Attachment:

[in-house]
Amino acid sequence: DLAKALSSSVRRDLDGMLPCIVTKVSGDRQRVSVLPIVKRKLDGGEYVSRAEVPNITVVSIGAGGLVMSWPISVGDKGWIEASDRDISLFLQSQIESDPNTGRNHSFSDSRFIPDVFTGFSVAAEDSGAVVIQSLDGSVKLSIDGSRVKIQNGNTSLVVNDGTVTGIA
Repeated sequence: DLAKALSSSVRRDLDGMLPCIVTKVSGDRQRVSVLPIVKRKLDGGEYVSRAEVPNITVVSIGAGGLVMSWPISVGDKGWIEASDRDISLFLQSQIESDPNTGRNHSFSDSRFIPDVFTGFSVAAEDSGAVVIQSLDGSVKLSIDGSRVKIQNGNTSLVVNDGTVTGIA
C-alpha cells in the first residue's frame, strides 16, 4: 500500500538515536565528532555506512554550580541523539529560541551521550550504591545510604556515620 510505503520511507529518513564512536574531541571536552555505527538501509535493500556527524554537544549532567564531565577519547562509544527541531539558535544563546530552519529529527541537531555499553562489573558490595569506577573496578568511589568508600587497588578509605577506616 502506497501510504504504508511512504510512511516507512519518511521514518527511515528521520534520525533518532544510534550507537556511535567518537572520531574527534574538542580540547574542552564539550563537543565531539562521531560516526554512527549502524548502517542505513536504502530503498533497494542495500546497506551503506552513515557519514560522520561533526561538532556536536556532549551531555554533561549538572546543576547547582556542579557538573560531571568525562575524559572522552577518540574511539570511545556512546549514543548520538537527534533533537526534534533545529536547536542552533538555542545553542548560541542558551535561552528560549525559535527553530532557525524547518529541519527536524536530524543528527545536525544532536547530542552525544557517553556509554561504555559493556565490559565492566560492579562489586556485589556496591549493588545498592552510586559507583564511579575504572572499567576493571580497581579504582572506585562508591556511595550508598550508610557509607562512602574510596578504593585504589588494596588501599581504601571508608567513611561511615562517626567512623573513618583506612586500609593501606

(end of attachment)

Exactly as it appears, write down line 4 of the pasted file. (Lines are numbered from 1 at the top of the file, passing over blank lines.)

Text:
C-alpha cells in the first residue's frame, strides 16, 4: 500500500538515536565528532555506512554550580541523539529560541551521550550504591545510604556515620 510505503520511507529518513564512536574531541571536552555505527538501509535493500556527524554537544549532567564531565577519547562509544527541531539558535544563546530552519529529527541537531555499553562489573558490595569506577573496578568511589568508600587497588578509605577506616 502506497501510504504504508511512504510512511516507512519518511521514518527511515528521520534520525533518532544510534550507537556511535567518537572520531574527534574538542580540547574542552564539550563537543565531539562521531560516526554512527549502524548502517542505513536504502530503498533497494542495500546497506551503506552513515557519514560522520561533526561538532556536536556532549551531555554533561549538572546543576547547582556542579557538573560531571568525562575524559572522552577518540574511539570511545556512546549514543548520538537527534533533537526534534533545529536547536542552533538555542545553542548560541542558551535561552528560549525559535527553530532557525524547518529541519527536524536530524543528527545536525544532536547530542552525544557517553556509554561504555559493556565490559565492566560492579562489586556485589556496591549493588545498592552510586559507583564511579575504572572499567576493571580497581579504582572506585562508591556511595550508598550508610557509607562512602574510596578504593585504589588494596588501599581504601571508608567513611561511615562517626567512623573513618583506612586500609593501606